Bush beans are one of my favorite garden crops. There is nothing that can compare to fresh picked green beans or even the ones you freeze yourself. Canned beans just won’t ever compare. Tim’s Uncle Lloyd, who now lives in South Carolina, says one of his friends once told him “That’s the thing about Northerners, they under cook their green beans.” You’re darn right we do! They should squeak when you bite them. And we under cook our corn on the cob too… or you Southerners over cook yours, depending on your point of view. But that’s a topic for another day. Every time Lloyd comes to visit, I make him green beans and corn on the cob. He seems to prefer the Northern cooking methods. If not, he’s too Southern to say otherwise.
The bush beans are just now coming on strong. And this is where I must make my first mention of “gardening for the old and myopic”. I prefer yellow or purple beans. Why? Because I can see to pick them. This is doubly important in bush beans because they’re low to the ground, and they look a lot like stems. Plus the yellow Goldmine beans from Burpee are just beautiful creamy beans.
And the Purple Queen… I’ve rarely seen a more gorgeous vegetable. Those purple pods look like frosted art glass hanging against bright green leaves. They’re simply stunning. The only problem with purple beans is when you cook them they turn boring green. The water, however turns a brilliant green. I’m talking lime jello green. It’s rather shocking.
My favorite green variety of bush bean is Blue Lake 47. I’ve tried a few others such as Contender and Tenderpick, but Blue Lake has the yield and the quality that I’m looking for so it’s the one I go back to year after year. This year I also planted Isar yellow filet bean. It will be a little while before they produce, so the jury is still out on that one.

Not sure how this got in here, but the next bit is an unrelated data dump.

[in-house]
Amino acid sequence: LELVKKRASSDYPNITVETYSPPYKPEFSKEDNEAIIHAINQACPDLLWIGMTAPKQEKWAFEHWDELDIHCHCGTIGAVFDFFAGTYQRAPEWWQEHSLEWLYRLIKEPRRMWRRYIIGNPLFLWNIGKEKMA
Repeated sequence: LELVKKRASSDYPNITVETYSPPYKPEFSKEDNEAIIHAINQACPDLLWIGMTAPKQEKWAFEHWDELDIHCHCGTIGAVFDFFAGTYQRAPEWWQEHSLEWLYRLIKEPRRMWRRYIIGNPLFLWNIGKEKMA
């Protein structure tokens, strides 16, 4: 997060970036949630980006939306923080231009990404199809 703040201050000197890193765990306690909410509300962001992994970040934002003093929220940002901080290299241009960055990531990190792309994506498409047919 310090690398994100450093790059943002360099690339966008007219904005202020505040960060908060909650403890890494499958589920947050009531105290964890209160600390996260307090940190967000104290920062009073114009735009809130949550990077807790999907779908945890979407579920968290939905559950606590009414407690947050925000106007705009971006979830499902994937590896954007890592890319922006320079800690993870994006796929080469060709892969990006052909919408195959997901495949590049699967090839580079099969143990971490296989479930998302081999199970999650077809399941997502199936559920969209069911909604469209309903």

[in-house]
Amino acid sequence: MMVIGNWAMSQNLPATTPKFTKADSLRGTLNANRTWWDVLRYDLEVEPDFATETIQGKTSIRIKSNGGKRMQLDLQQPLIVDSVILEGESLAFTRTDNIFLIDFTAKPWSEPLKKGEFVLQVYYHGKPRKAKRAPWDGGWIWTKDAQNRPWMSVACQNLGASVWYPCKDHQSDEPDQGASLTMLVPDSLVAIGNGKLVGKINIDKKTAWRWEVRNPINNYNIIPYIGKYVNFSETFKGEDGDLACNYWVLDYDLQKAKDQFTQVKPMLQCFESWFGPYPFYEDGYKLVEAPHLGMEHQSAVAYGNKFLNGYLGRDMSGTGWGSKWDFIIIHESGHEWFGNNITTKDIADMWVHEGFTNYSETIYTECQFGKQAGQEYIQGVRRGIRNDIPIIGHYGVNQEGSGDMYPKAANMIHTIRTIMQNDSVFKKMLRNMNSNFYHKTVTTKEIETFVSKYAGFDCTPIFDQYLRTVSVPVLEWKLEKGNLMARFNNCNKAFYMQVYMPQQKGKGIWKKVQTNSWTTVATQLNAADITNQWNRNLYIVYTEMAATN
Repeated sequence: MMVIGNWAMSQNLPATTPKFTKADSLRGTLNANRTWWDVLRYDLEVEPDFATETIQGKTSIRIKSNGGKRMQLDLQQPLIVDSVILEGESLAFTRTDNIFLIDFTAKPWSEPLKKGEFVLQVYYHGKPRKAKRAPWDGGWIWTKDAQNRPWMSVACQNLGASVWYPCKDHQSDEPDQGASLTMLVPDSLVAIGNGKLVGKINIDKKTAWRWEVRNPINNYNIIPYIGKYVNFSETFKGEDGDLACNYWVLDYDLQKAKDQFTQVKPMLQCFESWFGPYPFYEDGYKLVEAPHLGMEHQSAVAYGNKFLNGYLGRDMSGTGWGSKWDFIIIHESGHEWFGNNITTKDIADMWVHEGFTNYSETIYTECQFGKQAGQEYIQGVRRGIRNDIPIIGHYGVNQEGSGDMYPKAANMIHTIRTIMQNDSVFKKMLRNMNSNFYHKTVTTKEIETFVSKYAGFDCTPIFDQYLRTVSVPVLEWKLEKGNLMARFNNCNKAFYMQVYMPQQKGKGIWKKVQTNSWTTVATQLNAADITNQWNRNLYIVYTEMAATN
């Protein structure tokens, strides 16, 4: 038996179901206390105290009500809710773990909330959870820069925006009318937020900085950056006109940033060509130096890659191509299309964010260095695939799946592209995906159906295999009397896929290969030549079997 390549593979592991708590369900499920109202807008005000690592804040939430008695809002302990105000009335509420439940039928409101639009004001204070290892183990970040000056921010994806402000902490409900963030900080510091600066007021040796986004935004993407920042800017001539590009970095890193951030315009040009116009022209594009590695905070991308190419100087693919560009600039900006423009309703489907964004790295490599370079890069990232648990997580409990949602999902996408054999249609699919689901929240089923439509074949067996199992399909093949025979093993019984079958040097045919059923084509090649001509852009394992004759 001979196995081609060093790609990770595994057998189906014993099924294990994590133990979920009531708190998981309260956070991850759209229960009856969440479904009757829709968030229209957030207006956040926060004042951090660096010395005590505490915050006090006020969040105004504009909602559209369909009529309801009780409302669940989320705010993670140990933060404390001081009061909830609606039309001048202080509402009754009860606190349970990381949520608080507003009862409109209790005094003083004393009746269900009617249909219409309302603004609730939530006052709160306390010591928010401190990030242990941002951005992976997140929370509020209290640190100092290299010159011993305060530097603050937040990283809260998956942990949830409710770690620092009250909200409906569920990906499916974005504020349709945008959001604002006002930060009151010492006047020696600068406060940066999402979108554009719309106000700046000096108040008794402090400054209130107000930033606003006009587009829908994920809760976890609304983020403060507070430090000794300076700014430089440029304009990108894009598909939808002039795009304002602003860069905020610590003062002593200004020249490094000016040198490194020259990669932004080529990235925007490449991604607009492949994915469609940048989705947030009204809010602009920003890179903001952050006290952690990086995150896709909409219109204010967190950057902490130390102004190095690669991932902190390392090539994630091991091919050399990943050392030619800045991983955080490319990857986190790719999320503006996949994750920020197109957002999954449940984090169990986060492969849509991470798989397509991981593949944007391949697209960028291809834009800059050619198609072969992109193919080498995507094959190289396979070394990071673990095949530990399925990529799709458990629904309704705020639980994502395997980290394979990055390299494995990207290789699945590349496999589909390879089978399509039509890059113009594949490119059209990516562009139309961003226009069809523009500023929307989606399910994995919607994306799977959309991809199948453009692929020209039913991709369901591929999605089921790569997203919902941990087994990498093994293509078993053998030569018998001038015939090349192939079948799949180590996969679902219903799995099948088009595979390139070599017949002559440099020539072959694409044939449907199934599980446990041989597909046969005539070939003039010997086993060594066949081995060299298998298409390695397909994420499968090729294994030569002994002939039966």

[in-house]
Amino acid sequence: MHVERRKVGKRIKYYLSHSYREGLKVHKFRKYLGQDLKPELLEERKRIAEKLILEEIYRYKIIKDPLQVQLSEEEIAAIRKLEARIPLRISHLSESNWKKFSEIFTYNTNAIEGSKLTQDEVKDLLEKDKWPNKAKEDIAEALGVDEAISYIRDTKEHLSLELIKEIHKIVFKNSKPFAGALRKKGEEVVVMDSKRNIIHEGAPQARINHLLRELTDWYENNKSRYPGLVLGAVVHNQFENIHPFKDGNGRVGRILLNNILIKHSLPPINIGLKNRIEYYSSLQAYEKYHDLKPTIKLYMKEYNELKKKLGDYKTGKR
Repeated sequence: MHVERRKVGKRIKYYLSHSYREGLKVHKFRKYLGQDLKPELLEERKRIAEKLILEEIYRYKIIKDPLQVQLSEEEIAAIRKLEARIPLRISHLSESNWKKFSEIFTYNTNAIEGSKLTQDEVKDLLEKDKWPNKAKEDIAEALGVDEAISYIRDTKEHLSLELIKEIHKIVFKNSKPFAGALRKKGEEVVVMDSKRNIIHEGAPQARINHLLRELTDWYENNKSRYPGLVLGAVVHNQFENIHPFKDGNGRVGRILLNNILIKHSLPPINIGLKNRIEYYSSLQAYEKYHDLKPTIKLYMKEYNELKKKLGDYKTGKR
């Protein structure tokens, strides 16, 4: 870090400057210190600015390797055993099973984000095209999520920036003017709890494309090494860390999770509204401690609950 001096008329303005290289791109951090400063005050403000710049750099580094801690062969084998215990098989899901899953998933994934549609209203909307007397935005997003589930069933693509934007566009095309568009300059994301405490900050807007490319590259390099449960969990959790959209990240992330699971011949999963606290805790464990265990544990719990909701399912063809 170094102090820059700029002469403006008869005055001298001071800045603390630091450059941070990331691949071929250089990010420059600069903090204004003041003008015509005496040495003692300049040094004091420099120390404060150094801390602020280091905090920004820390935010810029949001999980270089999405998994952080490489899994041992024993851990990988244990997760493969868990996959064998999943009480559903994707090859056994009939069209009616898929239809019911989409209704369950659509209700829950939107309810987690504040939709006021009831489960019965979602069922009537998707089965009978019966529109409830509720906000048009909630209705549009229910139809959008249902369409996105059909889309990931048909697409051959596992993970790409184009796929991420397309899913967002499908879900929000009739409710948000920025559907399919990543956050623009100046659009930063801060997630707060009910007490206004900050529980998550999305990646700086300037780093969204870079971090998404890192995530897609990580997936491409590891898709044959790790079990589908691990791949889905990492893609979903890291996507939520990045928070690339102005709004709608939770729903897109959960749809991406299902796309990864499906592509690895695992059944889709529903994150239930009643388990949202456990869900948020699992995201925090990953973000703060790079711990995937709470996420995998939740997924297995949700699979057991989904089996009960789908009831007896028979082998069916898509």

I start planting the bush beans in mid-May, and keep planting a row every week or two until I run out of space or beans. I’m planning to plant another row or two in the coming week. I’ve found that the Goldmine variety, if you leave them alone when their first crop is over, will rally again the end of August and produce a nice second crop. That is if the weather is milder and they don’t burn up and dry out before then, and you are kind to them when you harvest the beans and don’t break the heck out of the plants. It’s also important to keep them picked and not let any get too mature or the plants will just plain quit.
Green Bean Facts:
- Beans are one of the longest-cultivated plants. The common bean has been cultivated for six thousand years in the Americas.
Beans were an important source of protein throughout Old and New World history, and still are today.
There are over 4,000 cultivars of bean on record in the United States alone.
Most of the kinds commonly eaten fresh come from the Americas, being first seen by a European when Christopher Columbus during his exploration of what may have been the Bahamas, found them being grown in fields
Fresh green beans are very low in calories and contain no saturated fat; but are very good source of vitamins, minerals and plant derived micro-nutrients.
They are very rich source of dietary fiber
Green beans contain excellent levels of vitamin A, and many health promoting flavonoid poly phenolic antioxidants such as lutein, zeaxanthin and beta carotene in good amounts.
They contain good amounts of vitamin-B6 (pyridoxine), thiamin (vitamin B-1), vitamin-C. and minerals like iron, calcium, magnesium, manganese and potassium which are very essential for body metabolism.
Snap beans got their nickname from the snapping sound they make when being broken.
String beans are called that because most varieties used to have a long fibrous string that ran along the seam of the bean. Botanists found a way to remove the string and in 1894 the first successful stringless bean plant was cultivated.